As 2012 is drawing to a close, we decided that for our final Newsletter we needed to go out with a bang! This is why we've asked H.E. Immaculee Uwanyiligira, Ambassador of the Republic of Rwanda in The Hague for an interview after hearing her deliver an excellent speech during the Lecture ’Rwanda and the Restoration of the Rule of Law’ that was organized by the Hague Academic Coalition (HAC) last month. We wanted to hear more from this great diplomat and were curious to find out more about the current state of affairs in Rwanda. Read our Interview here!
Q. : How and why did you decide to go into the diplomatic service?
The opportunity to serve my country is the driving force behind my having accepted to be posted to serve in the capacity as Ambassador in the Netherlands. I am not a career diplomat. Before my posting, I served as an international civil servant for nearly 12 years with the United Nations. Prior to that, I had worked in the US private sector in Information Technology. The allure to serve my country was the ability to relate my efforts directly to the betterment of my compatriots. I have a BA in Arts from Makerere University in Uganda (1985), a Masters in Information and Telecommunication Technology from Johns Hopkins University in the USA (1996) and a Masters in International Affairs from Columbia University in the USA (2002). The combination of my training and experience gave me the confidence to believe I had a modest contribution to make to the development of my country.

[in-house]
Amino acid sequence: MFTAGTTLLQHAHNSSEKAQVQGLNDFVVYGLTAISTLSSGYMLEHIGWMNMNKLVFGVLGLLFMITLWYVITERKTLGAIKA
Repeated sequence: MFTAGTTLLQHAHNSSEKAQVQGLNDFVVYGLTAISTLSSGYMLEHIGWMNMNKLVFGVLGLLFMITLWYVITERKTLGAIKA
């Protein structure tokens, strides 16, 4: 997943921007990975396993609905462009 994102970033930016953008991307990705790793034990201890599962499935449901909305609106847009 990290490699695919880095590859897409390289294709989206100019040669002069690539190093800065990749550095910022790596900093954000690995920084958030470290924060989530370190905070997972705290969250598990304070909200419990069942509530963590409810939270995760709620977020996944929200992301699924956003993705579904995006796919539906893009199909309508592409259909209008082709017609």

Q.: Is the Rwanda mission in The Hague an important post? Is The Hague, known as the City of Peace & Justice, perhaps vital to bring attention to the achievements of the Rwanda government in legal affairs restoring the Rule of Law in Rwanda?
In Kinyarwanda we have a saying that roughly translates in English to something like: there’s never a small battle. In other words, The Hague duty station is as important as any other. I don’t think we can grade duty stations in their order of importance per se. It is the relationships we build bilaterally that count. We have had a long standing positive and productive partnership with the Kingdom of the Netherlands that we consider the Kingdom to be a critical partner. The reputation of The Hague as the City of Peace and Justice makes it an important city for us, and by extension, the Netherlands, a particularly important partner, as we continue on our path to building and further strengthening the Rule of Law in Rwanda.